Sheller, F.J., W.F. Fagan , and P.J. Unmack. 2006. Analyzing translocation success from sporadic monitoring data using survival analysis: Lessons from the Gila topminnow ( Poeciliopsis occidentalis ). Ecological Applications 16(5): 1771–1784.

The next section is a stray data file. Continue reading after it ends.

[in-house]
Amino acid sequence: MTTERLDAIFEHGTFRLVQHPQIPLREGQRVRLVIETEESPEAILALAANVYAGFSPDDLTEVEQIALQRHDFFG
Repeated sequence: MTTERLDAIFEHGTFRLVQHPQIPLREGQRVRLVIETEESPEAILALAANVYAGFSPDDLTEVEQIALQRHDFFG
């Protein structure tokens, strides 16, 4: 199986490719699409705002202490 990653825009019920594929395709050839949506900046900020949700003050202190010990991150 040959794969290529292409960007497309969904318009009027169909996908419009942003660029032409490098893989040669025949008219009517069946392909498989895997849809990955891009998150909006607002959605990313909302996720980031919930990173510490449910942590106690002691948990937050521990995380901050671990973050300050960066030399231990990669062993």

Translocation, the intentional release of captive-propagated and/or wild-caught animals into the wild in an attempt to establish, reestablish, or augment a population, is a commonly used approach to species conservation. Despite the frequent mention of translocation as an aid in threatened or endangered species recovery plans, translocations have resulted in the establishment of few sustainable populations. To improve the effectiveness of translocation efforts, it is essential to identify and adopt features that contribute to successful translocations. This study analyzed 148 translocations of the endangered Gila topminnow ( Poeciliopsis occidentalis ) to identify various factors that have significantly influenced translocation success. We quantified success as the “persistence time” of translocated populations, and used survival analysis to interpret the role of several factors. These factors include season in which the fish were translocated, habitat type of the translocation site, and genetic origin of the fish stocked affected persistence times of translocated populations. In general, factors associated with stocking, the population stocked, and the site of translocation can significantly affect the persistence of translocated populations and thus increase the probability of translocation success. For Gila topminnow, future translocations should be undertaken in late summer or fall (not early summer), occur into ponds (not streams, wells, or tanks), and should generally utilize individuals from genetic lineages other than Monkey Spring. For other species, a key lesson emerging from this work is that translocations need to consider carefully the life history attributes for each translocated species.